What Shoes and Writing Have in Common

“A good shoe is a shoe you don’t notice,” wrote C. S. Lewis. He was making the analogy to the liturgy in a church service, but the point is equally applicable to writing. (In fact, Lewis makes this comparison, too; he goes on to say, “Good reading becomes possible when you need not consciously think about eyes, or light, or print, or spelling.”) Another comparison might be a window: you don’t want people looking at the piece of glass, noticing fingerprints and the dusty residue of raindrops. A good piece of writing doesn’t call attention to itself, but to the ideas it communicates.

My goal as a copyeditor is to help you achieve writing that your readers won’t notice. That doesn’t mean they won’t be able to appreciate your unique voice, or some bit of symbolism you’ve embedded in your story, or a particularly apt turn of phrase. Rather, they will appreciate these elements more because the smudges and stains won’t be in the way.

Of course, some of those smudges and stains are mechanical errors; other times, they are words and phrases you’re rather fond of that unfortunately call too much attention to themselves. With a little discipline and a sincere effort to be objective, you can eliminate many errors and unhelpful words on your own. In fact, I encourage all writers to clean up their work as best they can on their own. You don’t want to pay someone else to do what you could have done yourself, and performing this exercise will help you become an even better writer. But it is hard to edit one’s own work (and no one is more keenly aware of this fact than copyeditors!). That’s why I’m here. I want to help you produce a piece of writing that your readers don’t notice. They won’t be thinking, “Particularly” must be his favorite word; he’s used it three times already on this page! or That’s a convoluted sentence; I’m not sure which nouns went with which verbs. Let me go over that again. Instead, they’ll be too immersed in the ideas you’re communicating to think about individual words and parts of speech.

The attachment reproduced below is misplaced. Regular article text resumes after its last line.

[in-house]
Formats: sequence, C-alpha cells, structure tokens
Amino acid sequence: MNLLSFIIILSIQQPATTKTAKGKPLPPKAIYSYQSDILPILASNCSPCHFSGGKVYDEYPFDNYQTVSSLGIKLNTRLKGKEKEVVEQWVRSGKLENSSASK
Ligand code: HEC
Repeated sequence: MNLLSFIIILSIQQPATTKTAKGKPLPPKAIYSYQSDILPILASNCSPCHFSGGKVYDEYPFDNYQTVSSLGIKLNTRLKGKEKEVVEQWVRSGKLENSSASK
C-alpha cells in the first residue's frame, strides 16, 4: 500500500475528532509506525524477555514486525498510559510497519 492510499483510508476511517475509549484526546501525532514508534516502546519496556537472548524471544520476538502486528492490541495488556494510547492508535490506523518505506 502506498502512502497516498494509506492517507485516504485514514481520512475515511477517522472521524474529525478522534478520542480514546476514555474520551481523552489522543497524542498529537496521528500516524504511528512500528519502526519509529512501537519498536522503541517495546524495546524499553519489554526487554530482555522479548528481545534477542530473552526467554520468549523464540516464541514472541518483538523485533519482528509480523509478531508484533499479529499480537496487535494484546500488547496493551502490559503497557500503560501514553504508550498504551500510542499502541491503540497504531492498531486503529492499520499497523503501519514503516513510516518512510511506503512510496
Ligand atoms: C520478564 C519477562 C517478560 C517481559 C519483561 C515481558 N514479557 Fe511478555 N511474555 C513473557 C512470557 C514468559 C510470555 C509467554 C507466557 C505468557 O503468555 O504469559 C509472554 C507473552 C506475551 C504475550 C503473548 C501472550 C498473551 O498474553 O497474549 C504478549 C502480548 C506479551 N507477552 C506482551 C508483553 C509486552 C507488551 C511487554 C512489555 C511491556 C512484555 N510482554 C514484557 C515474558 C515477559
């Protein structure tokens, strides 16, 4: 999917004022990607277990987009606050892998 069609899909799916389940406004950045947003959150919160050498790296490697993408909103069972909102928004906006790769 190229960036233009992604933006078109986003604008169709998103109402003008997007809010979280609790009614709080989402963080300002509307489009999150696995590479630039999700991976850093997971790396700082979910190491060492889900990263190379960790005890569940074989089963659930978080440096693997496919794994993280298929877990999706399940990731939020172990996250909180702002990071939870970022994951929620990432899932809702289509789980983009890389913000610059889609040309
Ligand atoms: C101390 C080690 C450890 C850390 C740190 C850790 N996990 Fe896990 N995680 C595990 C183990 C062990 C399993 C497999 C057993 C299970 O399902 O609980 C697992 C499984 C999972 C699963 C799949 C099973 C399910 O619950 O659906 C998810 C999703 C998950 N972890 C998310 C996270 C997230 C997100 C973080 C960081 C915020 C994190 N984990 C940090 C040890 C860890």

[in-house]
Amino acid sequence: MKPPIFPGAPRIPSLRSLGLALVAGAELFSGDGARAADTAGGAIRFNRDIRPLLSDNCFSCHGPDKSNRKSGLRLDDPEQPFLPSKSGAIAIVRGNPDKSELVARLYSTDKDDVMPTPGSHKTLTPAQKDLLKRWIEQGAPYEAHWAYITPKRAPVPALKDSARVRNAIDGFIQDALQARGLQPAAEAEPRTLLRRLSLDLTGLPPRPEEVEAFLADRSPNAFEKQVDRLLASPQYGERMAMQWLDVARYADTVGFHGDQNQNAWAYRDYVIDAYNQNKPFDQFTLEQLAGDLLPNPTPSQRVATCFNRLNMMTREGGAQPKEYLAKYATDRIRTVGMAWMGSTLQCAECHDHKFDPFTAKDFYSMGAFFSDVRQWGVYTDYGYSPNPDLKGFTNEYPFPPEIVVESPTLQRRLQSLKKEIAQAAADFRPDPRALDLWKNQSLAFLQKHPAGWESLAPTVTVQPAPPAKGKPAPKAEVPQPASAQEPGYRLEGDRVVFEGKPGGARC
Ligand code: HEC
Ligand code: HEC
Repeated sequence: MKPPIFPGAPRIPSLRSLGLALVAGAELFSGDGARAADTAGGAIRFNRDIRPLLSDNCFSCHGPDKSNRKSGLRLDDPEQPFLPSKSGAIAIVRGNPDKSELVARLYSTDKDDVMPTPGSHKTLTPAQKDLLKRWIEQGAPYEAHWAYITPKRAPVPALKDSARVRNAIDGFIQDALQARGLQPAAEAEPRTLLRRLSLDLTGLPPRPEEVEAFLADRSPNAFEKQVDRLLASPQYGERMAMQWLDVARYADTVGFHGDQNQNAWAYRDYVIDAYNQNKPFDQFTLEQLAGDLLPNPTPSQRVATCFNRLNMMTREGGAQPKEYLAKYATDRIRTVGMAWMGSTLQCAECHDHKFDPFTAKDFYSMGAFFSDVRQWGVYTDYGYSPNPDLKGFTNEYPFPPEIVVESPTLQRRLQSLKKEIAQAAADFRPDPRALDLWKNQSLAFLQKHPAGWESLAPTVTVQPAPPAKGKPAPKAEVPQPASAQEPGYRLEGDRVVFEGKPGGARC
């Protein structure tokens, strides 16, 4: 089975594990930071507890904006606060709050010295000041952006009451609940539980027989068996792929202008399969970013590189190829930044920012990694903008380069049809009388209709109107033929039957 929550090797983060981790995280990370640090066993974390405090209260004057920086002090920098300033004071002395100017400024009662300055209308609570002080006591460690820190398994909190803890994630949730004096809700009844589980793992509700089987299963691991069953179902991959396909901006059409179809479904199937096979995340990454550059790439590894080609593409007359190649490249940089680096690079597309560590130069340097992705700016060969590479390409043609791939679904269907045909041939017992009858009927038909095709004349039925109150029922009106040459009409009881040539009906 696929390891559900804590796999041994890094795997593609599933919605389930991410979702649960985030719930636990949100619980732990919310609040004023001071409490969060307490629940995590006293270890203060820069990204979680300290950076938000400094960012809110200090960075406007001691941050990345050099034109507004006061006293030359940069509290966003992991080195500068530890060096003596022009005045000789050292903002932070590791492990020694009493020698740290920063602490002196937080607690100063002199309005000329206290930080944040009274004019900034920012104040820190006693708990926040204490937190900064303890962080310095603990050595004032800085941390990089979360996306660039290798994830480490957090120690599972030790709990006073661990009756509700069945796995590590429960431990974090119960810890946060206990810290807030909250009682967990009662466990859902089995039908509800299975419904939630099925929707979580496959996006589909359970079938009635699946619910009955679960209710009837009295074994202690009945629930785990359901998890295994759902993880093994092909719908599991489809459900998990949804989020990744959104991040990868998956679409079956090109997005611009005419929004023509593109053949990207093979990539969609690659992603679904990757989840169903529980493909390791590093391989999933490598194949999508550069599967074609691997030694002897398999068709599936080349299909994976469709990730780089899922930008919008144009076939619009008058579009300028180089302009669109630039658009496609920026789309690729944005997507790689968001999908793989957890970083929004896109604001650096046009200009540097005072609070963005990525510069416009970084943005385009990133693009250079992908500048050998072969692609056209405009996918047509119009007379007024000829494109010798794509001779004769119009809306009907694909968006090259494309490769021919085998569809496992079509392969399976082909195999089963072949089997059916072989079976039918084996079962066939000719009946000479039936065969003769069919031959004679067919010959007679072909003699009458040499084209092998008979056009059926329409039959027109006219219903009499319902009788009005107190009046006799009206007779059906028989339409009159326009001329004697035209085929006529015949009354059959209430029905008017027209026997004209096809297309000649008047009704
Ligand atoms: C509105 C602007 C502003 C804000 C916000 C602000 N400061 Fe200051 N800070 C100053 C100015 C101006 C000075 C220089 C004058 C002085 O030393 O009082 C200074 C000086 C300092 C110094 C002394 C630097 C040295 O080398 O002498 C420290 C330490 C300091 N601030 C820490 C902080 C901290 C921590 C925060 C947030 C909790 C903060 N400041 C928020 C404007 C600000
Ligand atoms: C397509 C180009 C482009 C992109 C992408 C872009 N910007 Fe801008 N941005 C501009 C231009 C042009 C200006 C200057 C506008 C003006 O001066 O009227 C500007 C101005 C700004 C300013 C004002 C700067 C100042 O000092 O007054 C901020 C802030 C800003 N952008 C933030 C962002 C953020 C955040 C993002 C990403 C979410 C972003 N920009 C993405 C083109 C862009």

That’s my goal, anyway, and if it’s yours as well, I’d like to help you get there.

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